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Thread: Medal Contenders (Favorites) For 2018 PyeonChang Olympics

  1. #46
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    Anna Pogorilaya is the only Russian girl who doesn't look like an anorexic Tara Lapinski esque pre-pubescent ballerina---and she's only 16. So that's who I would bet on out of the Russians. Otherwise I would say Gold, and Polina Edmunds. So-Young Park showed a lot of promise at Worlds and is also 16. If I had to bet on a junior it would actually be Karen Chen. Her jumps are freakishly huge for how tiny she is. Can't wait for Ashley Wagner to retire! The question is does a skater emerge in the next couple of years who is extremely dominant, or does it remain a deep field of rotating medalists?

  2. #47
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    Quote Originally Posted by NMURA View Post
    Four years ago, I expected the Sochi contenders are

    Ladies - Asada, Sotnikova, Tuktamisheva, Nagasu
    Kim was a question mark. The new rules introduced after Vancouver were mostly negative for her. I think, if Mao had shown more consistency in the 2010-11 season, Kim wouldn't bother to do the "Plushenko".
    And two of those girls didn't even make it to Sochi...

    Ladies is not worth even trying to predict this far out.

  3. #48
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    Quote Originally Posted by YLFan View Post
    My deeper analysis....

    Proklova - I just think shes the next big star and will establish that over the next couple years. Will be 17 going on 18, just like Adelina was for this Olympics.

    Yulia - Has already made the commitment to stay around till 2018

    Adelina - Its possible she could hang around with taking some time off but I sense she will retire by then

    Pogorilaya - In the mix but might get passed by

    Radionova - ditto

    Gold - Can't get it done at 18, why would she at 22.

    Edmunds - How much weight will go on that big frame

    Other Russians - Serafima is prob the best of who I didn't mention. If the age requirement would be slightly changed then Gubanova would be a possiblity.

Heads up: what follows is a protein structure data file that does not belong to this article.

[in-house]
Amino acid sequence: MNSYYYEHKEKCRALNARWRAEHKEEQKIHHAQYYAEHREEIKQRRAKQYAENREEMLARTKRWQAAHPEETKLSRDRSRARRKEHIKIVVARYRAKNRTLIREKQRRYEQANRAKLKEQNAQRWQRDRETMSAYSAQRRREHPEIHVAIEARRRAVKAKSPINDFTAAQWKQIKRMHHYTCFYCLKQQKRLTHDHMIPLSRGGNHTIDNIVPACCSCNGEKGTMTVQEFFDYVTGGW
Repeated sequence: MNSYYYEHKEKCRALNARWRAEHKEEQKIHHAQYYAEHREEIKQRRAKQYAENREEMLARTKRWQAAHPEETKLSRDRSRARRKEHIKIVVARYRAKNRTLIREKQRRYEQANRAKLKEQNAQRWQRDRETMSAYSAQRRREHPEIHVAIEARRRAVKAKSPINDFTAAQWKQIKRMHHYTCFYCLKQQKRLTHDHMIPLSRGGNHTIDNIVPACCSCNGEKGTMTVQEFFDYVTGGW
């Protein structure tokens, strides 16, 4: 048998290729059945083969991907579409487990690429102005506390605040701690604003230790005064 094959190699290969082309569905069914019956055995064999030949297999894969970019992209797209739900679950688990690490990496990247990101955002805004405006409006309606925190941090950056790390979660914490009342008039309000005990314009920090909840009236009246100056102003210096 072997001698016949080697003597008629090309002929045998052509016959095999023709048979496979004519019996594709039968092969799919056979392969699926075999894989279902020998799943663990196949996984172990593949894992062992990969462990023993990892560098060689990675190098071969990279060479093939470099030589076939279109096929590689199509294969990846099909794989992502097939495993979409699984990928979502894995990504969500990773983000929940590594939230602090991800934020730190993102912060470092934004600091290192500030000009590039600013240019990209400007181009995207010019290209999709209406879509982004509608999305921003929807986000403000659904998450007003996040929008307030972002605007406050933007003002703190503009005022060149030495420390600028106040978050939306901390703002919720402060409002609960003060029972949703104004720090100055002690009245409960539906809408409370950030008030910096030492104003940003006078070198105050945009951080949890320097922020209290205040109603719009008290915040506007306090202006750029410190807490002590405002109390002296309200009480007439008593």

Other Americans - Girls like Glenn and Chen don't really impress me. So would have to look at young girls who are more like 11-13 now.
    Well said, I agree with your assessment. My dream candidate for the 11-13 who may make it onto the US team would be Liza Kulik (wishful thinking of course)!

  4. #49
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    Quote Originally Posted by NMURA View Post
    In the depth of Russian ladies field, no one can expect consistent "pushes" from the federation. To be a legitimate OM contender, she needs to be on the top for at least two seasons. I don't think anyone can be that dominant in Russia (like Slutskaya). At the Olympics, the #2 of a country will be always treated rather harshly (e.g. Ando, Weir, Wagner). The only chance for such skaters is waiting for the #1 skater to falter. Such tendencies are not so obvious at junior competitions. Therefore their "sweep" in the junior ranks are not predictive.
    Not so sure that it matters what your rank at home is if you've had success internationally. Lysacek went to Vancouver as the #2 in 2010. Hughes went to SLC as #3. And going to the Olympics and Worlds as the champion never helped Abbott all that much. If a particular country has a lot of depth or there are upsets at Nationals, that can easily become a non-issue.

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    Oh, gosh. I remember predicting that Tuktamisheva would be the gold medalist, or could be. Of course, this was when Asada was going through some difficulty, Kim wasn't competing, and Kostner hadn't peaked. That all changed obviously. I won't bother trying to guess who will even make it to Pyeongchang. So much can change in just one season alone.

  6. #51
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    Quote Originally Posted by pangtongfan View Post
    Lysacek was never considered U.S #2 in 2010 even after losing to Abbott at Nationals. He did win Worlds in 2009 being considered behind Abbott, but not in 2010. Hughes was also always U.S #2 even after losing to Cohen at Nationals. Hughes's international cred >>>> Cohen's at that point.